Jeff Bezos extortion national enquirer
Amazon founder and the world's richest man Jeff Bezos (Image: AP/Cliff Owen)

At the centre of one of recent history’s greatest extortion attempts is Australian Dylan Howard, a former Geelong Advertiser and Seven News journalist. The now-executive at AMI Media, publisher of US tabloid The National Enquirer, Howard is the author of an already-infamous letter to Amazon boss Jeff Bezos which threatened to publish intimate text messages unless he renounced a finding that the Enquirer’s exposure of his extra-marital affair had been politically motivated.

In 2018, the Enquirer published the details of some text messages sent between Bezos, who also owns The Washington Post, and his now-partner Lauren Sanchez. Bezos funded an investigation into how they obtained the text messages, which, he said, had AMI “apoplectic”, particularly about what he called “the Saudi angle”.

AMI and its chair David Pecker have been closely associated with US President Donald Trump, and its “catch and kill” tactics on behalf of Trump were exposed last year. Trump promoted the Enquirer’s original Bezos story on Twitter. Both he and AMI have been linked to the Saudis, while the Washington Post has been campaigning strongly for justice for its columnist Jamal Khashoggi who was murdered in the Saudi embassy in Turkey last year.

In exposing the extortion, Bezos published on Medium the full email sent to him by Howard:

From: Howard, Dylan [[email protected]] (Chief Content Officer, AMI)
Sent: Tuesday, February 5, 2019 3:33 PM
To: Martin Singer (litigation counsel for Mr. de Becker)
Subject:. Jeff Bezos & Ms. Lauren Sanchez Photos

CONFIDENTIAL & NOT FOR DISTRIBIUTION

Marty:

I am leaving the office for the night. I will be available on my cell — 917 XXX-XXXX.

However, in the interests of expediating this situation, and with The Washington Post poised to publish unsubstantiated rumors of The National Enquirer’s initial report, I wanted to describe to you the photos obtained during our newsgathering.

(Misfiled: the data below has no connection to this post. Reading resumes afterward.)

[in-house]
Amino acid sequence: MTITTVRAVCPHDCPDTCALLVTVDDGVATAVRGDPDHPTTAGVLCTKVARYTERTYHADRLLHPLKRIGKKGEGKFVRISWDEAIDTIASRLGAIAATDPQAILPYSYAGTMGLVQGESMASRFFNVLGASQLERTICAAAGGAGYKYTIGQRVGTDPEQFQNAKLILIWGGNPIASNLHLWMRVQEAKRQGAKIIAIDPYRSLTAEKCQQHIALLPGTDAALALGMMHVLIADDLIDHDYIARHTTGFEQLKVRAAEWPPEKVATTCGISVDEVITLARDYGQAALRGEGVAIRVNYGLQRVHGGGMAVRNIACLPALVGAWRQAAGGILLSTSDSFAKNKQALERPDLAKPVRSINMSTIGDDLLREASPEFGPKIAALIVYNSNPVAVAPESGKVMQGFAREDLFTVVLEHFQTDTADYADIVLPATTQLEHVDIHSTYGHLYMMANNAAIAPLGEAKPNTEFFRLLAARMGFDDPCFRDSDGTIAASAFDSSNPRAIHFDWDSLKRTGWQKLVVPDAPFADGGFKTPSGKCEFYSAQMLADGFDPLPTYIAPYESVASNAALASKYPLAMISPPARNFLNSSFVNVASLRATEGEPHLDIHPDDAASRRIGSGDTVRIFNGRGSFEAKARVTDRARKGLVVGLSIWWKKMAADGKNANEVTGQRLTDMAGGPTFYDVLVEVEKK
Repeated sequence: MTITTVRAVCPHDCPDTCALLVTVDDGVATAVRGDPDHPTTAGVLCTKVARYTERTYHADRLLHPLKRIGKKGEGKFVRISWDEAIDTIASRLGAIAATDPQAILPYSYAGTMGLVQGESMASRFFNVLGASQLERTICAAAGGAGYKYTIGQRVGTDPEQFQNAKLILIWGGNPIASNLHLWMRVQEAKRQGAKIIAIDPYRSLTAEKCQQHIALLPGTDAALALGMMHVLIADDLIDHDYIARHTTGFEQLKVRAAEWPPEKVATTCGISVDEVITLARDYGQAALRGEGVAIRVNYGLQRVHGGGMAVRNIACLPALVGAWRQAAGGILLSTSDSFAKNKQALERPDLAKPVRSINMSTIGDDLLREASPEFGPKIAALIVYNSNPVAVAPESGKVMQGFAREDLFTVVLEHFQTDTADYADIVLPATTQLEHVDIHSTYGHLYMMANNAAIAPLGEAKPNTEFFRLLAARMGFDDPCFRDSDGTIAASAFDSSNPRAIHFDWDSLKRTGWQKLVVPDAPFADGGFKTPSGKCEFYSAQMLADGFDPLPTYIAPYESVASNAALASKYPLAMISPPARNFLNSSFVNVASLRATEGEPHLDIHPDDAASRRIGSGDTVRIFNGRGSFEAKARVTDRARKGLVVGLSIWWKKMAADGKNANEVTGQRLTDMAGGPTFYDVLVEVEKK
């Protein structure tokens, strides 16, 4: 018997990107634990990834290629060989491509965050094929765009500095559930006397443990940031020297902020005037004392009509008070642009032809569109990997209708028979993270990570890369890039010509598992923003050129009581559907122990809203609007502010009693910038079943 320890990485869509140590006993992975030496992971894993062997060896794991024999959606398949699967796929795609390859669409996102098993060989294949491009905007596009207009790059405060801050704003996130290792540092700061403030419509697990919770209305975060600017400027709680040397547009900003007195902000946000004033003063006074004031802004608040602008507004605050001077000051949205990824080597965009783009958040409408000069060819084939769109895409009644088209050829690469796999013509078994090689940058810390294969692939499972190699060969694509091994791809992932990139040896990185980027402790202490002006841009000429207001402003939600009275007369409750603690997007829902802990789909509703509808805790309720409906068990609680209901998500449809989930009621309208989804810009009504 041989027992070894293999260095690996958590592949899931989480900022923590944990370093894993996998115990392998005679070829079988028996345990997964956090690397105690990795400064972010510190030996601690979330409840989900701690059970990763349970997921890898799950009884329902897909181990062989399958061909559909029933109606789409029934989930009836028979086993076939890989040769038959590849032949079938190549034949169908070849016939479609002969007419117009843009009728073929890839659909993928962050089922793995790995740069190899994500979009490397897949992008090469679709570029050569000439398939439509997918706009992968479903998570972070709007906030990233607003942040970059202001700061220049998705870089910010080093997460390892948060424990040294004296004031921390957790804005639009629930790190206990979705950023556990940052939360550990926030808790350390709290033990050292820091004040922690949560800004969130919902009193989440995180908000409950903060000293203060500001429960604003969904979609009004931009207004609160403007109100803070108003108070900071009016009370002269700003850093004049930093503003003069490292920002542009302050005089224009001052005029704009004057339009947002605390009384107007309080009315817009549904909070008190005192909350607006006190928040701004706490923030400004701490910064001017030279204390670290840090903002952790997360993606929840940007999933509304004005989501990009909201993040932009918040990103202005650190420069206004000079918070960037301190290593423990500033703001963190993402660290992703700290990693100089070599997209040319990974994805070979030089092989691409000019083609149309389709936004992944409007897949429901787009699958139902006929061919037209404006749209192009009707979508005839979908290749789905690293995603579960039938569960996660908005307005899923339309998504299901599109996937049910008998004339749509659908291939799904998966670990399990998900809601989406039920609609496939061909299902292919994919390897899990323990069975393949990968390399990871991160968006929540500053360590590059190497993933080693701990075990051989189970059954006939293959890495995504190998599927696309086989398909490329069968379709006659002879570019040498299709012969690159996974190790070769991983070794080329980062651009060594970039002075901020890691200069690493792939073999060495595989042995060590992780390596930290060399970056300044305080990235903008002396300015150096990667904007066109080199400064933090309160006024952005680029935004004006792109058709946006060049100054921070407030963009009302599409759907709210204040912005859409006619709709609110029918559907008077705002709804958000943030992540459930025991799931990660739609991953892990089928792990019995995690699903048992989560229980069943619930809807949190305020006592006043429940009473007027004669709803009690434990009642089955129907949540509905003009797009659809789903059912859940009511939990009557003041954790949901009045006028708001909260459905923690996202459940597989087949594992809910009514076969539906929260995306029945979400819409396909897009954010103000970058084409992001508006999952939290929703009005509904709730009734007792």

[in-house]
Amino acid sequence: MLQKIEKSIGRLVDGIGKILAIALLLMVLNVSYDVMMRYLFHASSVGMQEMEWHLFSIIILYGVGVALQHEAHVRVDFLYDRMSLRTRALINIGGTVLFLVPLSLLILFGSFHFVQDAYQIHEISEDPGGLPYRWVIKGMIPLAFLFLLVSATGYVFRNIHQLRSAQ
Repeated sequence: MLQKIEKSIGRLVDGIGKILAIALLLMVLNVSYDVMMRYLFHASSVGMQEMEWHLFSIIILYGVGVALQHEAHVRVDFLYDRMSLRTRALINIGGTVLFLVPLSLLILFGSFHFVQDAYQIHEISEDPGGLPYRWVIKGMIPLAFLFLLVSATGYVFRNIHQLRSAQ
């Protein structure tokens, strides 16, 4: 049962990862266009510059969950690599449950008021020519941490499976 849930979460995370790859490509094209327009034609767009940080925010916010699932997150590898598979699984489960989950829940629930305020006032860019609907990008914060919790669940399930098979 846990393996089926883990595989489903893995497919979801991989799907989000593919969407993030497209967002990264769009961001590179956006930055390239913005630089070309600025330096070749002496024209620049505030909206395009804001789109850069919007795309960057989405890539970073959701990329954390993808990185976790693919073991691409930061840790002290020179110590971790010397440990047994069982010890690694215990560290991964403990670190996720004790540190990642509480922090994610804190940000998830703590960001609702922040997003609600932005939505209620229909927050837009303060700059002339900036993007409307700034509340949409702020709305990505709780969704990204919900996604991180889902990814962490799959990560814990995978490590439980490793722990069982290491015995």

In addition to the “below the belt selfie — otherwise colloquially known as a ‘d*ck pick’” — The Enquirer obtained a further nine images. These include:

· Mr. Bezos face selfie at what appears to be a business meeting.

· Ms. Sanchez response — a photograph of her smoking a cigar in what appears to be a simulated oral sex scene.

· A shirtless Mr. Bezos holding his phone in his left hand — while wearing his wedding ring. He’s wearing either tight black cargo pants or shorts — and his semi-erect manhood is penetrating the zipper of said garment.

· A full-length body selfie of Mr. Bezos wearing just a pair of tight black boxer-briefs or trunks, with his phone in his left hand — while wearing his wedding ring.

· A selfie of Mr. Bezos fully clothed.

· A full-length scantily-clad body shot with short trunks.

· A naked selfie in a bathroom — while wearing his wedding ring. Mr. Bezos is wearing nothing but a white towel — and the top of his pubic region can be seen.

· Ms. Sanchez wearing a plunging red neckline dress revealing her cleavage and a glimpse of her nether region.

· Ms. Sanchez wearing a two-piece red bikini with gold detail dress revealing her cleavage.

It would give no editor pleasure to send this email. I hope common sense can prevail — and quickly.

Dylan.

Dylan Howard started his career as a sports writer at the Geelong Advertiser in Victoria, where he continued to publish a weekly column after he moved to Seven News as a sports reporter. He was relatively unknown until 2007, when he reported on AFL players’ private medical records — “found” by a member of the public in the gutter and sold to Seven for $3000 — that revealed illegal drug use by the players. Howard named the club the players were with.

The story rattled media watchers, AFL watchers and players alike. It went to court, with the AFL after an injunction on the players and clubs involved, while Howard said the focus should have been on the story rather than how it made it to air. There was a rift between the AFL and Seven (its broadcast partner). The scandal came just a few months after he named a player who was suggested to have played while taking performance enhancing EPO. Even earlier in his time at Seven, Howard was on location in Ireland to nab a paid-for video of Brendan Fevola in a barfight.

Howard lost his 3AW commentary job over the scandal, and he was interviewed by police about the documents. In 2008, The Herald Sun reported Howard’s contract with the network was ended six weeks early, for which he messily tried to get a six-figure unfair dismissal payout. In 2009, the Hun followed up saying Seven had demanded he return his network-supplied wardrobe which included suits, cufflinks and ties.

After leaving Seven, Howard moved to the US and worked as an entertainment reporter, ending up at a website owned by AMI, where he worked his way up to senior editorial roles.

In 2017 his role in helping Harvey Weinstein discredit women who accused him of harassment was exposed in the coverage of the Me Too stories. Weinstein enlisted Howard to dig up dirt on any women who raised allegations, but Howard said he resisted Weinstein’s request for him to publish those stories in the Enquirer.